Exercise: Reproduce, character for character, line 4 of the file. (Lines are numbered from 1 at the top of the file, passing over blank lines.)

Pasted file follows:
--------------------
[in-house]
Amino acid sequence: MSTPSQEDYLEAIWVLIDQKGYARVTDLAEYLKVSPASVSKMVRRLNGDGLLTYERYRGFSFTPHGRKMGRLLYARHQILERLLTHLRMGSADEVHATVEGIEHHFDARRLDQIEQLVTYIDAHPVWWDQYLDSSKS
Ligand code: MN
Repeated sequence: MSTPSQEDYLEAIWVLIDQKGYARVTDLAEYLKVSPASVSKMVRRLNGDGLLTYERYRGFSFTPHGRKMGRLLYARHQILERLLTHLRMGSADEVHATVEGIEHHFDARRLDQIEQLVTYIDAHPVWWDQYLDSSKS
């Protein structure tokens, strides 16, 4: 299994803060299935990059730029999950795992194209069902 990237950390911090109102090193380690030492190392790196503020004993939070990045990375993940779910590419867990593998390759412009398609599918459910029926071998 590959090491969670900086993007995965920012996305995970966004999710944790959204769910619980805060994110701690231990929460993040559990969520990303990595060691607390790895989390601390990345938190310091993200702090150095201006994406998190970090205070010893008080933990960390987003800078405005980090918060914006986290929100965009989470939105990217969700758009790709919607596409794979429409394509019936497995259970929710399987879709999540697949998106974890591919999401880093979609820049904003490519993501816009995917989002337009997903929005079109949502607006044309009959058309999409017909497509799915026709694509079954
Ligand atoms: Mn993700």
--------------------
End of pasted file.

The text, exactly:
Repeated sequence: MSTPSQEDYLEAIWVLIDQKGYARVTDLAEYLKVSPASVSKMVRRLNGDGLLTYERYRGFSFTPHGRKMGRLLYARHQILERLLTHLRMGSADEVHATVEGIEHHFDARRLDQIEQLVTYIDAHPVWWDQYLDSSKS